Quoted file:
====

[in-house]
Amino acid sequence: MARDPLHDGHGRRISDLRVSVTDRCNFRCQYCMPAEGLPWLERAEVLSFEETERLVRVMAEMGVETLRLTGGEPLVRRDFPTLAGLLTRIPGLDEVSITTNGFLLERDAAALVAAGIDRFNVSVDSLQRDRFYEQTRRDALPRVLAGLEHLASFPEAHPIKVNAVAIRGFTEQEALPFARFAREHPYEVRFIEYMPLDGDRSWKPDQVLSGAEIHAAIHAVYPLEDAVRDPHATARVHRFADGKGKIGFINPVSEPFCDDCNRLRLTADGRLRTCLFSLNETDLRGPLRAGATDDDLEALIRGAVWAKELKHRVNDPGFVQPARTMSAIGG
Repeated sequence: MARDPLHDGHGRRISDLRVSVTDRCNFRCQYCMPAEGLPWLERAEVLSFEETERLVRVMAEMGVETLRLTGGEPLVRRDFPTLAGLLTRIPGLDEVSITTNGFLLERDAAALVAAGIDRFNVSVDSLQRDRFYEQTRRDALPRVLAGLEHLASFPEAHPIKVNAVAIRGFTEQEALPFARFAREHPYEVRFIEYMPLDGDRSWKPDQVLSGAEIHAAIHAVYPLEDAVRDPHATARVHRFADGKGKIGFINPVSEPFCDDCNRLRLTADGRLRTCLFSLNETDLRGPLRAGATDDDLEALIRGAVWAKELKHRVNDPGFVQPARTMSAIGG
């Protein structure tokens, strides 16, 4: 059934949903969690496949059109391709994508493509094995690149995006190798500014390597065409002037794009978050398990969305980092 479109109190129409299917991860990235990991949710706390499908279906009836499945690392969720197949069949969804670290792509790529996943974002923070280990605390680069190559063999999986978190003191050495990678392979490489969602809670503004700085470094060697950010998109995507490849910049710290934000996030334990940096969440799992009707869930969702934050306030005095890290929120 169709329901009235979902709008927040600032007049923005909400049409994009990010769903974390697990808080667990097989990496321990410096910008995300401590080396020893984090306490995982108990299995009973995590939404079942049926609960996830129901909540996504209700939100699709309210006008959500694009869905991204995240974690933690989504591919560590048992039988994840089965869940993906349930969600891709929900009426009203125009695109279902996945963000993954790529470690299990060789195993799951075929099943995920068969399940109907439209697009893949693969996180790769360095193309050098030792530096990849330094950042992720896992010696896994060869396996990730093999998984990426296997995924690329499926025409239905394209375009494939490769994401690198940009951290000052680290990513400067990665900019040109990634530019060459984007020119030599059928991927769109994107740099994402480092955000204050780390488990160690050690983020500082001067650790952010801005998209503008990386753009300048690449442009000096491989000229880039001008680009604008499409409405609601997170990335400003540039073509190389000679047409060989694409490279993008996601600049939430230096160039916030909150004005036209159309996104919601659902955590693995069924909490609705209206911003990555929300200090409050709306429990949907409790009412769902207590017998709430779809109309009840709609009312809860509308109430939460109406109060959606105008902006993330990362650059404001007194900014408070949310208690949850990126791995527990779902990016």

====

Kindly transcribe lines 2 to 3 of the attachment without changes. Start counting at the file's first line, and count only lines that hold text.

Amino acid sequence: MARDPLHDGHGRRISDLRVSVTDRCNFRCQYCMPAEGLPWLERAEVLSFEETERLVRVMAEMGVETLRLTGGEPLVRRDFPTLAGLLTRIPGLDEVSITTNGFLLERDAAALVAAGIDRFNVSVDSLQRDRFYEQTRRDALPRVLAGLEHLASFPEAHPIKVNAVAIRGFTEQEALPFARFAREHPYEVRFIEYMPLDGDRSWKPDQVLSGAEIHAAIHAVYPLEDAVRDPHATARVHRFADGKGKIGFINPVSEPFCDDCNRLRLTADGRLRTCLFSLNETDLRGPLRAGATDDDLEALIRGAVWAKELKHRVNDPGFVQPARTMSAIGG
Repeated sequence: MARDPLHDGHGRRISDLRVSVTDRCNFRCQYCMPAEGLPWLERAEVLSFEETERLVRVMAEMGVETLRLTGGEPLVRRDFPTLAGLLTRIPGLDEVSITTNGFLLERDAAALVAAGIDRFNVSVDSLQRDRFYEQTRRDALPRVLAGLEHLASFPEAHPIKVNAVAIRGFTEQEALPFARFAREHPYEVRFIEYMPLDGDRSWKPDQVLSGAEIHAAIHAVYPLEDAVRDPHATARVHRFADGKGKIGFINPVSEPFCDDCNRLRLTADGRLRTCLFSLNETDLRGPLRAGATDDDLEALIRGAVWAKELKHRVNDPGFVQPARTMSAIGG